KIEV, Ukraine — In the lush but irradiated pastures near the Chernobyl nuclear power station, cows are fed what U.N. officials jokingly refer to as inflated condoms.
In fact, the bulbous blue capsules are filled with ferrocyanide and beeswax. In the cows' stomachs, they work like magnets to attract the radioactive cesium particles ingested along with grass, enabling the dairy herds of northern Ukraine to give uncontaminated milk.
The purification technique, pioneered in Norway to save the livelihoods of Lapp reindeer herdsmen whose livestock were threatened by fallout from Chernobyl, is being applied here as a pilot project aimed at avoiding millions of dollars in lost milk production over the next few decades.
At a modest cost of $150,000 to its Norwegian government sponsor, the initiative is one of the few successes in a panoply of ambitious Western aid programs devised to counter the lingering poisonous effects of the explosion and fire that occurred at Chernobyl's nuclear power plant seven years ago Monday.
The rest of the ambitious aid effort--including millions of dollars in commitments from the European Community, the United States, the United Nations and the Group of Seven major industrialized democracies--has fallen far short of expectations.
"The world effort over Chernobyl has been a real mess, very disappointing," said Bogdan Lisovich, the U.N. deputy representative in this former Soviet republic.
According to Western diplomats and Ukrainian officials, the difficulties in cleaning up the world's worst nuclear accident and treating its victims lie in both the donor countries and Ukraine.
The same problems crop up time and again on a larger scale as foreign organizations and governments try to aid Eastern Europe and the former Soviet Union: lack of experience in how the help should be targeted, growing indifference in the West, corruption, crime and a stifling mix of Western and Ukrainian bureaucracy.
Although the European Bank for Reconstruction and Development proposed several million dollars in funds in 1992, none have arrived, Lisovich said. The European Community, under pressure to cut overall foreign aid, has canceled major cleanup plans in the Chernobyl region despite pleas from Ukraine, Russia and Belarus, the countries most contaminated.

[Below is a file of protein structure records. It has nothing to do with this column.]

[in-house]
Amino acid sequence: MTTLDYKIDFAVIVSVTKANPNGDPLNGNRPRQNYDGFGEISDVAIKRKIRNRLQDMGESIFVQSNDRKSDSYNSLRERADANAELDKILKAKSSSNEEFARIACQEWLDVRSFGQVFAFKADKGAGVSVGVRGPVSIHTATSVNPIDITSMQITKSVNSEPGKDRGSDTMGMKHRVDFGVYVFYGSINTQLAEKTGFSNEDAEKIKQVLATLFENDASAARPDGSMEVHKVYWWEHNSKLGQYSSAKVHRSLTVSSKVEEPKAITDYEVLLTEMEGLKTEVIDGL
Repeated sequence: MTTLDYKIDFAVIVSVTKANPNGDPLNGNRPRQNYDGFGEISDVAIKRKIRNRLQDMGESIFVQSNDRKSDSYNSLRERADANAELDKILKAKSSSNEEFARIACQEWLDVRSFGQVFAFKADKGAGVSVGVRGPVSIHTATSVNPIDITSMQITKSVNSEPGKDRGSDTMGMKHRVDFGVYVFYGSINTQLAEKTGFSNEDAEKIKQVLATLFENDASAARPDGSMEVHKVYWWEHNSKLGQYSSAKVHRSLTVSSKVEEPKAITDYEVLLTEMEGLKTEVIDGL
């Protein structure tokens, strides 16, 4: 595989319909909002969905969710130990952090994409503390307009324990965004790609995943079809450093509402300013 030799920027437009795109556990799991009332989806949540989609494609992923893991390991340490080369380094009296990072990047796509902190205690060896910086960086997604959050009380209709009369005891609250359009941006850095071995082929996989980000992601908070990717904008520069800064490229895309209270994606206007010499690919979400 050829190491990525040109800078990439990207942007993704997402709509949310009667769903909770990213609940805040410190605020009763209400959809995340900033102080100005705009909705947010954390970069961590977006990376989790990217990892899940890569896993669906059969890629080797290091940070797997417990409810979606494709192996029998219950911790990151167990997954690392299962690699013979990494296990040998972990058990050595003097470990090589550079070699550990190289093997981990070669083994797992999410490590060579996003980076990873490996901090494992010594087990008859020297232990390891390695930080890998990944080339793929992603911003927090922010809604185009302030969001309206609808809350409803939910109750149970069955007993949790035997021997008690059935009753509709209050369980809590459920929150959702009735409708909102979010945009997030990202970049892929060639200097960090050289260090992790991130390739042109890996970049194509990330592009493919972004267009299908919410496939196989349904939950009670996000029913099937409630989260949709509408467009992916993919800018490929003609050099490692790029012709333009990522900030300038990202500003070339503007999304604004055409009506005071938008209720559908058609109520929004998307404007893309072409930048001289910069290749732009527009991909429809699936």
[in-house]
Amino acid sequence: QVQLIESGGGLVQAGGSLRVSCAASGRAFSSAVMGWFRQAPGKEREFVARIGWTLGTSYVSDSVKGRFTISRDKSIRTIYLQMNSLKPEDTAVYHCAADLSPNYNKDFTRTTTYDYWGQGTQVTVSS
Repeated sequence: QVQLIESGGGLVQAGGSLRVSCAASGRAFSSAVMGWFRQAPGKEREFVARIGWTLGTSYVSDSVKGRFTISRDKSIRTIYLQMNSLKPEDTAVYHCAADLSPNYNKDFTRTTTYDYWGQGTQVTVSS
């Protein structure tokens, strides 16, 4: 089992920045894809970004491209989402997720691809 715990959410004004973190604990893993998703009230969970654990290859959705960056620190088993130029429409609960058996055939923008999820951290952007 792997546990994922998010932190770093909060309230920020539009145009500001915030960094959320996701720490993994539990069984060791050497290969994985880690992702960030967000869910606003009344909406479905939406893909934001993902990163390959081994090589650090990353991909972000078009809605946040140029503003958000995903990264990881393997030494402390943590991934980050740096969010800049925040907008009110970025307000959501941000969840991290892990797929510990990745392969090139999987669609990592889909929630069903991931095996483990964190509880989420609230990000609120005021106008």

The main U.S. initiative--a 20-year project to help monitor 80,000 Ukrainian and 25,000 Belarussian children for Chernobyl-related ailments--has been delayed by complications in renegotiating the original agreement with Ukraine and Belarus after the Soviet Union broke apart in late 1991.
According to Vladimir Shovkoshitny of the Chernobyl Union, which represents people who worked in the Chernobyl cleanup, 8,000 Ukrainians, Russians and Belarussians have died from radiation-related illness since the 1986 accident and more than 35,000 have become invalids.
Child cancer rates in southeastern Belarus have risen 80% compared to pre-accident figures, and the thyroid glands of 1.5 million Ukrainian children were damaged by radiation, doctors say.
While improvements have been made in treating both land and human beings exposed to Chernobyl radiation, doctors complain of a shortage of drugs, which the state cannot afford to buy in enough quantity. They say much of the donated medicine and other foreign material aid for Chernobyl victims has disappeared onto the black market.
"We don't want big funds because the money never gets to where it's supposed to," said Olga Bobilova, head of the Ukrainian Ministry of Health's department on Chernobyl-related illnesses, who favors small-scale projects like the milk purification aid from Norway. "We want concrete help on specific projects."
One of the two most ambitious aid attempts was organized by the United Nations in 1991, promising a $648-million commitment from Western governments for everything from soil decontamination to health care. In the end, the United Nations managed to raise just $1 million.
The other big effort is a $700-million package, promised last July by the Group of Seven, to help Ukraine and other former Soviet republics improve the safety of their nuclear power plants.
That money has only recently been allocated, but Western officials here say that international treaties bar them from delivering any of the aid to Ukraine until it ratifies the 1968 Nuclear Non-Proliferation Treaty and vows to give up the nuclear weapons it inherited from the Soviet Union.
Influential members of Ukraine's Parliament are resisting Western pressure to ratify the treaty as long as they feel threatened by nuclear warheads in next-door Russia.
Aid or no aid, the Chernobyl power station, which supplies more than 5% of Ukraine's electricity, is likely to churn out power for the foreseeable future, despite frequent stoppages caused by sloppy work practices and outdated technology.
Although the three 1,000-megawatt Chernobyl reactors still in operation are supposed to be shut down by the end of this year, Ukraine is too poor to import oil or electricity to replace the energy they produce.
"My feeling is that the (Group of Seven) governments will again ask Ukraine to close down the power station," a Western diplomat predicted. "The Ukrainians will say, 'But we don't have the money.' The Chernobyl problem is not going to go away."